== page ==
40. Both Israeli and Palestinian authorities should, as a matter of priority, take measures to contain this violence, which may pose the most serious threat to the peace process. The Israeli authorities in particular should ensure that the army exercises restraint in responding to outbreaks of violence. It was stated repeatedly that the army did not intervene to prevent such outbreaks and even that it protected the settlers involved. Given the new situation, the extremely complex question of settlements and the behaviour of their inhabitants should be examined carefully. The Palestinian police to be deployed in the autonomous areas should also be on the alert for such incidents and intervene to prevent them. The Special Rapporteur noted with concern a number of reports of an increase in the quantities of weapons and munitions being smuggled into the territories.

Situation of prisoners

41. The Special Rapporteur was informed that 617 Palestinian detainees had been released immediately following the signing of the agreement. A second group of 101 individuals was reported to have been released at the beginning of 1994. The Special Rapporteur also learnt that about 11,700 persons remained in prison in the occupied territories and in Israel, 4,500 of them in central prisons and the remainder in military prison camps. During his recent mission, the Special Rapporteur was informed that the conditions of detention had not improved significantly, despite the promises made by the Israeli prison authorities following the reported strike by more than 5,000 prisoners at the end of 1992. The practice of placing prisoners in solitary confinement is reported to have continued. Special concern was expressed regarding the access of Palestinian doctors to prisoners in need of urgent medical care.

42. In view of the new climate of understanding, it is essential to review the situation of all Palestinian prisoners and expedite their release. One priority should be the release of all political detainees accused or found guilty of non-violent political offences and of persons imprisoned without a fair trial, particularly those tried by military tribunals before the introduction of the right of appeal. In addition, all persons under administrative detention - 356 at the end of 1993 - should be released if they did not participate in acts of violence. Cases of prisoners who cannot be released and did not receive a fair trial should be reviewed by the courts.

Demolition of houses

43. The totally arbitrary demolition of houses, very often by way of collective punishment, has long been a major source of concern. The Special Rapporteur was informed that this practice had declined significantly since the signing of the agreement. A number of houses were reported to have been destroyed or damaged, however, during raids in search of armed men. The sealing of houses or accommodation belonging to persons suspected of security offences would seem to have continued.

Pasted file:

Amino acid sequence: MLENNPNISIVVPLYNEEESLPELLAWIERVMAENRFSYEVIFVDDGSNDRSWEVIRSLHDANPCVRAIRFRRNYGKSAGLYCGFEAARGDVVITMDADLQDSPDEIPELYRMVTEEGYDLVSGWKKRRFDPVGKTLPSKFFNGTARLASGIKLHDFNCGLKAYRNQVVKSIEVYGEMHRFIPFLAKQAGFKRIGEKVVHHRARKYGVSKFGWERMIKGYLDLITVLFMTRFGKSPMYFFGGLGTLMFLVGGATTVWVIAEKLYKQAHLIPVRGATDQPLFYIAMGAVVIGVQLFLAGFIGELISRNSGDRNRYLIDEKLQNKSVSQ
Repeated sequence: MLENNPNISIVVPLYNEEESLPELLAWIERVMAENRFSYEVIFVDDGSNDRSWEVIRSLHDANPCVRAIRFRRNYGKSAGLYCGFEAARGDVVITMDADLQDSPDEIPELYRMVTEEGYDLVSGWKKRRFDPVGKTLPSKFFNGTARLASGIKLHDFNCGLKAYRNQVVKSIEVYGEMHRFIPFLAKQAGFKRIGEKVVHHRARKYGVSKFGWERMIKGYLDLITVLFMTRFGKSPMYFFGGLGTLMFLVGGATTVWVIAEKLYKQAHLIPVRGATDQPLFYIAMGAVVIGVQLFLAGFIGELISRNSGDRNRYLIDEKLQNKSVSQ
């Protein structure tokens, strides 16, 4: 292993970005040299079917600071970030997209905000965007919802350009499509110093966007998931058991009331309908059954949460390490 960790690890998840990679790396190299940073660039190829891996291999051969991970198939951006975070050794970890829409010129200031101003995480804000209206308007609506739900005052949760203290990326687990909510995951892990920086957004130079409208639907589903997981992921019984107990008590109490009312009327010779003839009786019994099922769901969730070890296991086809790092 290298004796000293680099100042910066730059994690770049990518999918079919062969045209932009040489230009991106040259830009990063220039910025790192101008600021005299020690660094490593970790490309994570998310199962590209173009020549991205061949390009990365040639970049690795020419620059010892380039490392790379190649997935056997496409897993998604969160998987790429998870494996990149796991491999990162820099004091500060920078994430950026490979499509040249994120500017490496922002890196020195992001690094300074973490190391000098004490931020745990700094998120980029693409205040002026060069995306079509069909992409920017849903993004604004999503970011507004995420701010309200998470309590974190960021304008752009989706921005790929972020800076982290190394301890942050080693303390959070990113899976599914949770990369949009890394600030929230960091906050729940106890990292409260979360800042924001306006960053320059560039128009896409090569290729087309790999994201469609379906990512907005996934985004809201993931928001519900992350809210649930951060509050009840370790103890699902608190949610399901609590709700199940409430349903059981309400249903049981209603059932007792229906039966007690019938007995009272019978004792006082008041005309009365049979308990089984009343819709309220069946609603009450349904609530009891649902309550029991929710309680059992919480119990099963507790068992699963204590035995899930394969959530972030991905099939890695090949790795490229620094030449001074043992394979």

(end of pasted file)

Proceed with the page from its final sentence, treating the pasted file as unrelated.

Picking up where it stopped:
Confiscation of land and expansion of settlements

44. The Special Rapporteur was informed that the Israeli authorities customarily confiscated an average of 2,000 to 3,000 dunums of land each month before the signing of the September 1993 agreement and that, since October 1993, 17,000 dunums of land had been confiscated, seven times more than before. He was also informed that one of the major problems of the Arab population in the territories was the registration of land.


45. In examining the human rights situation in the occupied Palestinian territories, account must be taken of a basic factor referred to by most of the persons with whom the Special Rapporteur spoke during his mission, both Palestinian and Israeli, namely, the continued decline of the standard of living during more than 25 years of occupation. This concern must be a main focus of efforts to improve the human rights situation in the occupied Palestinian territories. During his conversation with the Special Rapporteur, the Israeli Minister for Foreign Affairs said that raising the standard of living should be the top priority. Mrs. Hanan Ashrawi also emphasized this aspect by stressing the interdependence of the economic development of the territories and the enjoyment of human rights by their inhabitants.

46. Nevertheless, this observation can in no way absolve the Israeli Government from applying all the international principles of human rights and humanitarian law espoused by the State of Israel, as well as the relevant principles of customary law. In addition, these principles should also be observed by the Palestinians, regardless of the fact that they have not formally subscribed to the treaties in question.

47. For the reasons given in section I, this report is only of a preliminary nature and is inevitably incomplete in that the Special Rapporteur did not have time to conduct more extensive first hand inquiries on the spot. The Commission will appreciate the fact that, despite the severe constraints which circumstances imposed on him, he has endeavoured to seize every opportunity that presented itself in forming his opinion. The Special Rapporteur, in accordance with the wishes expressed by all the Palestinians with whom he spoke, is ready to continue his work and to visit the territories at the earliest opportunity, taking account also of current political developments.